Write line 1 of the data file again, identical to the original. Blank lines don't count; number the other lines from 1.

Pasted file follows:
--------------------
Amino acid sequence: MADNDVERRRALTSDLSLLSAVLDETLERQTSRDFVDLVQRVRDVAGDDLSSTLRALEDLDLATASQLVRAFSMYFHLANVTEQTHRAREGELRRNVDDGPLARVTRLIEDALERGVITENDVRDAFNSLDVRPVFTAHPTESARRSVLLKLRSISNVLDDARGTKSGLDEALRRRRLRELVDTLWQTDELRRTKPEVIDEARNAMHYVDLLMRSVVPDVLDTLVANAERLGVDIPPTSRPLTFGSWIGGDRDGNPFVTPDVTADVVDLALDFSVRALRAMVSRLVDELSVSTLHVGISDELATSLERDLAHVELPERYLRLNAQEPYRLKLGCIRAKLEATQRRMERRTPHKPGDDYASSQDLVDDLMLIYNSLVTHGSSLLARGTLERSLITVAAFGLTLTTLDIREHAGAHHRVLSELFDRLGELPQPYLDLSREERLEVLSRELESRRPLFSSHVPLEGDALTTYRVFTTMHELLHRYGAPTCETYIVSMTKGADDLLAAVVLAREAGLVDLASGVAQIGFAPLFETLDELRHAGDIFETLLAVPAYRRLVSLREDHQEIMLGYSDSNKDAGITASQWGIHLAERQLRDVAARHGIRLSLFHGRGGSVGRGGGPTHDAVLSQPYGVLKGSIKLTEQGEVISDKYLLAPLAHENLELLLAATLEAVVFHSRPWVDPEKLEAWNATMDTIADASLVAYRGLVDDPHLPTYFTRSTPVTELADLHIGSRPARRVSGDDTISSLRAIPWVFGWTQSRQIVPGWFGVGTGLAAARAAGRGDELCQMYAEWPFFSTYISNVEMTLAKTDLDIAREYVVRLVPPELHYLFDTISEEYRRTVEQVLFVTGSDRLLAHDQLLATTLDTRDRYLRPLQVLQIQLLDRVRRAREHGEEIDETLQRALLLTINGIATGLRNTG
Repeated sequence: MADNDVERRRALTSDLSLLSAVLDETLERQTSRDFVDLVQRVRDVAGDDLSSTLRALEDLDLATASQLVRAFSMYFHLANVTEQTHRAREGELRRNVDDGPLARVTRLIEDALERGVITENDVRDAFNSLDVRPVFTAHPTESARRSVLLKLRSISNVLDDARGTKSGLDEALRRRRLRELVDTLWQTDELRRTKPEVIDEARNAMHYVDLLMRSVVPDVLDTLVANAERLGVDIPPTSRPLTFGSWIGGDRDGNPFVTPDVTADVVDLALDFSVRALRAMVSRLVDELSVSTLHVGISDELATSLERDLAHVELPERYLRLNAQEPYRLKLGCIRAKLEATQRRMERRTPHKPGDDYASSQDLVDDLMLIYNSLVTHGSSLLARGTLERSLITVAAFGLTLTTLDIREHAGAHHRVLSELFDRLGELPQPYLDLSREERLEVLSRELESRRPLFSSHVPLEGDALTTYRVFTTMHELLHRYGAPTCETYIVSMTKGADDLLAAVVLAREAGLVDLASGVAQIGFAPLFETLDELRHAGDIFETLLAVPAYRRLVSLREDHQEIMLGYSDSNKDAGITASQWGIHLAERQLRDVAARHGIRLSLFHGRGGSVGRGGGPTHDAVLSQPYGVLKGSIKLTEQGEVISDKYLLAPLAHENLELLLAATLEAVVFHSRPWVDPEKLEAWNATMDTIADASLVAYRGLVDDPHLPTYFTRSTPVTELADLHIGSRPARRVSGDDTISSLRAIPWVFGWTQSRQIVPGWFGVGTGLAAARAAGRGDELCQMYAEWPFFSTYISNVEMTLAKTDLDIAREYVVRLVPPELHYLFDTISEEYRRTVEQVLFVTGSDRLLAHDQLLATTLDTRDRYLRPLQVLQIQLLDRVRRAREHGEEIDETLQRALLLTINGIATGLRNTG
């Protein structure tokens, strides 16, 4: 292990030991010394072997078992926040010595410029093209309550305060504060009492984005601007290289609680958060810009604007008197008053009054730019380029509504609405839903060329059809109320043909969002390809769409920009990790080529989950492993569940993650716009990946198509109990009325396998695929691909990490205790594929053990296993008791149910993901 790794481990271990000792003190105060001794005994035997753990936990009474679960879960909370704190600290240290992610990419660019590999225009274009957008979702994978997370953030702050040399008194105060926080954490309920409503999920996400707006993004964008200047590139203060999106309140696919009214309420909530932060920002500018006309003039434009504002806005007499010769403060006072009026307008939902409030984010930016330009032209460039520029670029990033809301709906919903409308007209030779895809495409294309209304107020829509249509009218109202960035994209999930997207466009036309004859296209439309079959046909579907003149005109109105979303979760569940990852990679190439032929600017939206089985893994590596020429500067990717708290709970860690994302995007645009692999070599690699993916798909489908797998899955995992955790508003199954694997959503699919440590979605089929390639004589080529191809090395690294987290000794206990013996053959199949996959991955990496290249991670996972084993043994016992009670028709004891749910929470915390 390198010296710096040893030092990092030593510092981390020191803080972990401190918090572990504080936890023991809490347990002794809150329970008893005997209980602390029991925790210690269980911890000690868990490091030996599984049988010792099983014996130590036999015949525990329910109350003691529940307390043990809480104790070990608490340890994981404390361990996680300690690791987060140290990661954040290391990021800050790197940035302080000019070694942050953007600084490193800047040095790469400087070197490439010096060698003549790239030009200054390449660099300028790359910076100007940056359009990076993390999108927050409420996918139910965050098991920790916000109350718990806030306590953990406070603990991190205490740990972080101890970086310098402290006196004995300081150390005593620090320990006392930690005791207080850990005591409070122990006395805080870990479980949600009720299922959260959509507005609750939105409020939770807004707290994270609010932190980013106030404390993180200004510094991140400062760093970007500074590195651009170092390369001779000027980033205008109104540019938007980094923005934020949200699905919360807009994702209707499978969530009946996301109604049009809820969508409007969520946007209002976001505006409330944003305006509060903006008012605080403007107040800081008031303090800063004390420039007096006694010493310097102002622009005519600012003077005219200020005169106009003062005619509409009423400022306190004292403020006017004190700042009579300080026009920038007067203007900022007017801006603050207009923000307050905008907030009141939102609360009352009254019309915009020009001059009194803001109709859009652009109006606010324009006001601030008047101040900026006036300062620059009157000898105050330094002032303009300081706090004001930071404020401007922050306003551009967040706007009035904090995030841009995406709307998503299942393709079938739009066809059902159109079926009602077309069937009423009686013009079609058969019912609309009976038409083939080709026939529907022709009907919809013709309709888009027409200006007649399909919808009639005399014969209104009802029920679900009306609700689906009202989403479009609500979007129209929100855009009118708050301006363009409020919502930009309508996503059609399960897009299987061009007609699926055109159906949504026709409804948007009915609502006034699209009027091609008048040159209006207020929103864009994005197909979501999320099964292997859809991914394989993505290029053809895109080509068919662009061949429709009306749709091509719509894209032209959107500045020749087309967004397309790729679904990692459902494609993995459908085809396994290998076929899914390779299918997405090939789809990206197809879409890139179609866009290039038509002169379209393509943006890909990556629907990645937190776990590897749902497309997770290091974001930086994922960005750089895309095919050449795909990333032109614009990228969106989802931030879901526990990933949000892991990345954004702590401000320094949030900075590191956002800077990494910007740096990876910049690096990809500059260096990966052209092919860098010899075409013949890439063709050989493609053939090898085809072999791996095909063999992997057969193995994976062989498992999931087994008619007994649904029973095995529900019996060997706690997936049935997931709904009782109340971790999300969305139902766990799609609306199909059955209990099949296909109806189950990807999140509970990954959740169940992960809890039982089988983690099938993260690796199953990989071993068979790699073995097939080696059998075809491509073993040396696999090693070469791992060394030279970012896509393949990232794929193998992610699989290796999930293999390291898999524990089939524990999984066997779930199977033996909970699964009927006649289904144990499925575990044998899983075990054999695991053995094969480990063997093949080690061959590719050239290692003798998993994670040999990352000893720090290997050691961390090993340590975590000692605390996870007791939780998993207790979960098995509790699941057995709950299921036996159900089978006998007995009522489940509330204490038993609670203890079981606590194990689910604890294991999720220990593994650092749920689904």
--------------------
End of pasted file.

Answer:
Amino acid sequence: MADNDVERRRALTSDLSLLSAVLDETLERQTSRDFVDLVQRVRDVAGDDLSSTLRALEDLDLATASQLVRAFSMYFHLANVTEQTHRAREGELRRNVDDGPLARVTRLIEDALERGVITENDVRDAFNSLDVRPVFTAHPTESARRSVLLKLRSISNVLDDARGTKSGLDEALRRRRLRELVDTLWQTDELRRTKPEVIDEARNAMHYVDLLMRSVVPDVLDTLVANAERLGVDIPPTSRPLTFGSWIGGDRDGNPFVTPDVTADVVDLALDFSVRALRAMVSRLVDELSVSTLHVGISDELATSLERDLAHVELPERYLRLNAQEPYRLKLGCIRAKLEATQRRMERRTPHKPGDDYASSQDLVDDLMLIYNSLVTHGSSLLARGTLERSLITVAAFGLTLTTLDIREHAGAHHRVLSELFDRLGELPQPYLDLSREERLEVLSRELESRRPLFSSHVPLEGDALTTYRVFTTMHELLHRYGAPTCETYIVSMTKGADDLLAAVVLAREAGLVDLASGVAQIGFAPLFETLDELRHAGDIFETLLAVPAYRRLVSLREDHQEIMLGYSDSNKDAGITASQWGIHLAERQLRDVAARHGIRLSLFHGRGGSVGRGGGPTHDAVLSQPYGVLKGSIKLTEQGEVISDKYLLAPLAHENLELLLAATLEAVVFHSRPWVDPEKLEAWNATMDTIADASLVAYRGLVDDPHLPTYFTRSTPVTELADLHIGSRPARRVSGDDTISSLRAIPWVFGWTQSRQIVPGWFGVGTGLAAARAAGRGDELCQMYAEWPFFSTYISNVEMTLAKTDLDIAREYVVRLVPPELHYLFDTISEEYRRTVEQVLFVTGSDRLLAHDQLLATTLDTRDRYLRPLQVLQIQLLDRVRRAREHGEEIDETLQRALLLTINGIATGLRNTG